Liberals forget Constitution as Supreme Court battle fires up

Liberals forget Constitution as Supreme Court battle fires up
© Greg Nash

In the wake of the retirement of Justice Anthony Kennedy, liberal activists are resorting to apocalyptic warnings about what lies ahead for future Supreme Court rulings. The liberal response to the Supreme Court vacancy reveals not only their own deeply flawed understanding of the law, but also their preference for left wing judicial activism.

The social media posts and articles of many liberal activists make clear that, from their perspective, the Constitution matters very little in this upcoming nominee battle. Senate Minority Leader Chuck SchumerCharles (Chuck) Ellis SchumerMcConnell-backed Super PAC says nominating Roy Moore would be 'gift wrapping' seat to Dems McConnell vows to 'vigorously' oppose Moore's Senate bid Pelosi: Trump delay on Harriet Tubman is 'an insult to the hopes of millions' MORE, for one, took to the pages of the New York Times to warn that the basic rights of Americans are on the line. The Democrat goes on to argue that the court has no role to play in weighing in on “settled law.”

Schumer has, evidently, forgotten that “separate but equal” racial segregation was “settled law” from the time the Supreme Court ruled in the 1896 case Plessy v. Ferguson until the justices wisely revisited and overturned that decision 58 years later. Liberal hysterics reveal a fundamental misunderstanding about the role of the Supreme Court, and about the distinctions between the judicial and legislative branches of government. While Congress writes the laws, the Supreme Court is tasked with evaluating laws to determine if they are constitutional.

Confused liberals could take a look at the Constitution or at the Federalist Papers for clarification. Or, if they have no time for all that, they could simply take a quick trip down memory lane by rewatching those old Schoolhouse Rock cartoons. The catchy and educational music videos, which aired on Saturday mornings in the 1970s and 1980s, and were later shown in classrooms across America, offer a succinct lesson about how the branches of the federal government are supposed to work in concert.

One Schoolhouse Rock episode compares the federal government to a circus with three rings, explaining that the executive, legislative and judicial branches are separate parts with clearly defined roles, but together create a cohesive whole. In their attempts to achieve their own policy goals, liberals often take the attitude that “the ends justify the means,” irrespective of what the Constitution says.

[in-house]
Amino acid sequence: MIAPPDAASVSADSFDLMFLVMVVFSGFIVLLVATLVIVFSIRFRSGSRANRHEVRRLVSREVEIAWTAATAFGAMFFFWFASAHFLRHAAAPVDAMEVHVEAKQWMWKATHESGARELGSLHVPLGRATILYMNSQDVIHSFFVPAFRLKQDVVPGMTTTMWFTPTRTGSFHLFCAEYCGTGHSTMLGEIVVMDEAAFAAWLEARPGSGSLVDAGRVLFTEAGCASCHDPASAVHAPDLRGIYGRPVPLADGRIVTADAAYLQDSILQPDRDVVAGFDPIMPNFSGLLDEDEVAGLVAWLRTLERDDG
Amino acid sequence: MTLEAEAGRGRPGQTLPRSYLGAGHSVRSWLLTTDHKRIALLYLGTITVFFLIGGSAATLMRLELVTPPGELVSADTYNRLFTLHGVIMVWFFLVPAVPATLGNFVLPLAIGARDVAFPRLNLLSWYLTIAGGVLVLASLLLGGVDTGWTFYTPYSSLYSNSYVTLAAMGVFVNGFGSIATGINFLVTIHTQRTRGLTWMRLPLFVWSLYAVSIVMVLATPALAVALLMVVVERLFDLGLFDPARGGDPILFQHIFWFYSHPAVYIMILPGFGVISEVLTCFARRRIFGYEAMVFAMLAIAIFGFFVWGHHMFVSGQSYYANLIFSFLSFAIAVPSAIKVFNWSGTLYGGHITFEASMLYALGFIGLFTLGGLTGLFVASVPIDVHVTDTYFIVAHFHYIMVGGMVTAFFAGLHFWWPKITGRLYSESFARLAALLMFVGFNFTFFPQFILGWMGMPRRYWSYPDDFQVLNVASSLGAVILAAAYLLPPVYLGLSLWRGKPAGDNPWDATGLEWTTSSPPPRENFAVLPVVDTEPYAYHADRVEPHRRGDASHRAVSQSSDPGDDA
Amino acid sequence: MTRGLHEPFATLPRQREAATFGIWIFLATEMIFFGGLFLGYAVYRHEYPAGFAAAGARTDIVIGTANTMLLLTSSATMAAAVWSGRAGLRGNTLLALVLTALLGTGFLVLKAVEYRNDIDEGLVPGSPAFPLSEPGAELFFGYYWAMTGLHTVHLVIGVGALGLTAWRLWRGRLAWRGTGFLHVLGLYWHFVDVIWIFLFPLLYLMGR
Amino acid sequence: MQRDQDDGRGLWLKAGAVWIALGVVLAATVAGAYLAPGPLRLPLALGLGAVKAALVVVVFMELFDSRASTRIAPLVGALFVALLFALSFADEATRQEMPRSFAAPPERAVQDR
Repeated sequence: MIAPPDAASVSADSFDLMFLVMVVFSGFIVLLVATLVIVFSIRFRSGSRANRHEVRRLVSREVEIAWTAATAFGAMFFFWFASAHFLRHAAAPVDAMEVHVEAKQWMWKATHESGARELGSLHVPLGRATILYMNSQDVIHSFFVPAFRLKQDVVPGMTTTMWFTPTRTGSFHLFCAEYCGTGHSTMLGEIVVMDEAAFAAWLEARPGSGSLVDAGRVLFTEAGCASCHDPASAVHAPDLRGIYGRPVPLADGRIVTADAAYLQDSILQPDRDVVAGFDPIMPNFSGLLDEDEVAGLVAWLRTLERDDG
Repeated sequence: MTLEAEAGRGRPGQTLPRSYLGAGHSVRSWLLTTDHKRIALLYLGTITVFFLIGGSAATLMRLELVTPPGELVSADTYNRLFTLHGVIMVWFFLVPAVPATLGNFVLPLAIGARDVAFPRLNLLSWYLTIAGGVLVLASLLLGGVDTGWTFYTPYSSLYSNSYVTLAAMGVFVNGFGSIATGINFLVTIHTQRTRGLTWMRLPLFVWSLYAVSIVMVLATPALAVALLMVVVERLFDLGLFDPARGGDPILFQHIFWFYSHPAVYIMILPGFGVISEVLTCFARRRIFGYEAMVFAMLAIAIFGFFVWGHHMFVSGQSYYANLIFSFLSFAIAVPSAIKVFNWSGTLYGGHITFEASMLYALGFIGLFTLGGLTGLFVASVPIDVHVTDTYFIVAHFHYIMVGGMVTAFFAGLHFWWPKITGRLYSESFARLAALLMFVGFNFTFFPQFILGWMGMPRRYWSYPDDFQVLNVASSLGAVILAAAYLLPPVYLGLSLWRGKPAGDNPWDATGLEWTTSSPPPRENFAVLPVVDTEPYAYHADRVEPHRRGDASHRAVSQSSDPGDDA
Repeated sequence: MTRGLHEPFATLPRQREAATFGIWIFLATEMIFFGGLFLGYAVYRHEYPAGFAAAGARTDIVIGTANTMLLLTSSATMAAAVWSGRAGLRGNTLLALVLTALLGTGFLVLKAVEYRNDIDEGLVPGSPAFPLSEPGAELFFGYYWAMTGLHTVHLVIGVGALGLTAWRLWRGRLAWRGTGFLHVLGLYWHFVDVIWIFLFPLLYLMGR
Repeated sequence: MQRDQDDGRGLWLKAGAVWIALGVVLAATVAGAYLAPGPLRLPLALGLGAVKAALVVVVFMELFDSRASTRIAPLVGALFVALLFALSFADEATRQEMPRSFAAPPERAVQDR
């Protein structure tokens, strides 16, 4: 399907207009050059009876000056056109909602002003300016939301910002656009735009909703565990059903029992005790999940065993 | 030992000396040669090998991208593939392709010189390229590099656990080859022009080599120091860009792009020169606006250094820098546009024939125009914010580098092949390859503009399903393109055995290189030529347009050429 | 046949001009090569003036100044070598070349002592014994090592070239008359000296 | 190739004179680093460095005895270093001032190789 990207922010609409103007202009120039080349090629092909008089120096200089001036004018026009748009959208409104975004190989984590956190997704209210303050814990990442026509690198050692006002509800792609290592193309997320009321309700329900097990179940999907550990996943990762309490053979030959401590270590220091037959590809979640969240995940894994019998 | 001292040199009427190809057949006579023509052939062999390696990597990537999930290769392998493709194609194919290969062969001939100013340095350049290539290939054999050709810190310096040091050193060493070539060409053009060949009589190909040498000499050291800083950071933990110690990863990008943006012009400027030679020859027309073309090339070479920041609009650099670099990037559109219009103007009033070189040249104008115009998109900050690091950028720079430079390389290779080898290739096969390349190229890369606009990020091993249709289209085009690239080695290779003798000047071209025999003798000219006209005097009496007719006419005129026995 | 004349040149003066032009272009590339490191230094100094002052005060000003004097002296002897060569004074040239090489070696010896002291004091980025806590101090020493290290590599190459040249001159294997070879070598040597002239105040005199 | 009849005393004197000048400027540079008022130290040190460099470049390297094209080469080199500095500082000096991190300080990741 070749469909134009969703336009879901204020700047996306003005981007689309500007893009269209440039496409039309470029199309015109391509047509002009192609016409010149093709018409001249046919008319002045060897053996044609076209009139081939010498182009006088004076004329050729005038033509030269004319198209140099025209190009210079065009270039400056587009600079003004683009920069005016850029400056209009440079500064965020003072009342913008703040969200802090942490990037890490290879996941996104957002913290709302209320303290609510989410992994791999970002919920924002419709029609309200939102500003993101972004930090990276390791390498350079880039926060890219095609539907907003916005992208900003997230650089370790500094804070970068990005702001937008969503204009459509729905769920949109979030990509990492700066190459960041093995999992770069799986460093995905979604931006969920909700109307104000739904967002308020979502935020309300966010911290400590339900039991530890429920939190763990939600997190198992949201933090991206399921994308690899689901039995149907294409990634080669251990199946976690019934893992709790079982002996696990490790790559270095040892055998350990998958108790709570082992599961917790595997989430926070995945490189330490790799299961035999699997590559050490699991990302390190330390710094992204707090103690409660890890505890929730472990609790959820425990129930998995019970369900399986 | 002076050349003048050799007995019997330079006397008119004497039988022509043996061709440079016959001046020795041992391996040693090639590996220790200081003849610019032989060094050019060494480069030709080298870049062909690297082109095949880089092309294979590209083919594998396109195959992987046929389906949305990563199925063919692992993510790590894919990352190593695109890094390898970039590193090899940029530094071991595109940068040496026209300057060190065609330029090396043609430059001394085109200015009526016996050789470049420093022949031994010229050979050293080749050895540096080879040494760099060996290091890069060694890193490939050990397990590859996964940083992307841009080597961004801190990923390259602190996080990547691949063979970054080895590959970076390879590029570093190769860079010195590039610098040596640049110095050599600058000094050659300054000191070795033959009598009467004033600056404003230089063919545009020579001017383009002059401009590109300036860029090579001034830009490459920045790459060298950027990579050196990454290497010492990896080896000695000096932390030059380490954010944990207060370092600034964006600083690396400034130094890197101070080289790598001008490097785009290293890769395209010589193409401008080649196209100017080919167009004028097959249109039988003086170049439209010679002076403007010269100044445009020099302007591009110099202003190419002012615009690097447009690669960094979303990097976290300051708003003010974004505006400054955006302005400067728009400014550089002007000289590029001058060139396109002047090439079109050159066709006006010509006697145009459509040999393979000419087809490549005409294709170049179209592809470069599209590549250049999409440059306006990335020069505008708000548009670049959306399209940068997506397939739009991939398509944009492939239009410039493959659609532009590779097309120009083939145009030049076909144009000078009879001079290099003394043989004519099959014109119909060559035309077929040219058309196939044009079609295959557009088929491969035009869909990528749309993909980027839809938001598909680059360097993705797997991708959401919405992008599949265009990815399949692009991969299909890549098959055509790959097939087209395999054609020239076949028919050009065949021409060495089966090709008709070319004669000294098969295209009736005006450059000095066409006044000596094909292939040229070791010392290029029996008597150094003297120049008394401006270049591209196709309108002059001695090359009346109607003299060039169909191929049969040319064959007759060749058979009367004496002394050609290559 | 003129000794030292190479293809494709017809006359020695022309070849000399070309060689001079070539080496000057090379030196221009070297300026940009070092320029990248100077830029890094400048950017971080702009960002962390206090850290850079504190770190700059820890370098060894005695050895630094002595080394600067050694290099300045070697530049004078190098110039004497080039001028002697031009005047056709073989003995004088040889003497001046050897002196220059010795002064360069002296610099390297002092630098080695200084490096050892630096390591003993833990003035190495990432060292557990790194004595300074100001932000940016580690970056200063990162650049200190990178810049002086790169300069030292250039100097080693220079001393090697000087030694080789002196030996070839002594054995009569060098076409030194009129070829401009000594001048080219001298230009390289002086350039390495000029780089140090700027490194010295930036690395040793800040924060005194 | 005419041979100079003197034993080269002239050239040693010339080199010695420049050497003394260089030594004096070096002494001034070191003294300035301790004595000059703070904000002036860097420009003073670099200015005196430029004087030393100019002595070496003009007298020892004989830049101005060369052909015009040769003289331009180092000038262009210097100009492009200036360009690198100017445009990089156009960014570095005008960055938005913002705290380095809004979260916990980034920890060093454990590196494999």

By extension, liberals hold the view that the role of the judiciary, and of the Supreme Court in particular, is simply to safeguard the liberal agenda. At times, that means the Supreme Court should play the role of the legislative branch by writing laws. At other times, it means the Supreme Court should sit back and rubberstamp unconstitutional laws coming out of Congress. The Schoolhouse Rock explanation of the checks and balances in our government is, apparently, completely lost on the left.

In this Schoolhouse Rock episode, a bill waiting patiently on the steps of the United States Capitol explains the long process by which he hopes to become a law. The cartoon showed citizens back home contacting a congressman to pass a law, so it was introduced in Congress, and now “will remain a bill until they decide to make me a law.”

Liberals would like to add a verse to the well-known song: “If I do not pass in Congress, there is always the courts. Maybe some judges can help me circumvent the separation of powers!” These admittedly very basic concepts from Schoolhouse Rock and yes, the Constitution, are overlooked by liberals who wish to use adherence to the progressive agenda as the litmus test for potential Supreme Court nominees.

Alexander Hamilton, in Federalist 78, explained that judges have a duty to “guard the Constitution and the rights of individuals,” and above all, to be impartial. Hamilton also eloquently argued that, in cases where laws and statutes clash with the Constitution, it is the Constitution that must prevail, and it is the duty of the Supreme Court to side with the Constitution in those instances. As both Schoolhouse Rock and Hamilton teach us, the Supreme Court is not to have an “outcomes oriented” agenda. Its sole purpose is to adhere to the Constitution.

President TrumpDonald John TrumpConway defends herself against Hatch Act allegations amid threat of subpoena How to defuse Gulf tensions and avoid war with Iran Trump says 'stubborn child' Fed 'blew it' by not cutting rates MORE is in tune with the goal of our Founding Fathers to select justices who safeguard the Constitution for the Supreme Court. That goal was on display when he nominated Neil Gorsuch to succeed Antonin Scalia last year. The remaining individuals on his list of potential nominees for the new vacancy fit the same mold. The fight over this Supreme Court vacancy will be a bruising one. While liberals seem determined to make the Constitution a mere afterthought in the nomination and confirmation processes, conservatives can take comfort in President Trump that his selection will be based on faithfulness to the Constitution.

Jenny Beth Martin is president of Tea Party Patriots Citizens Fund.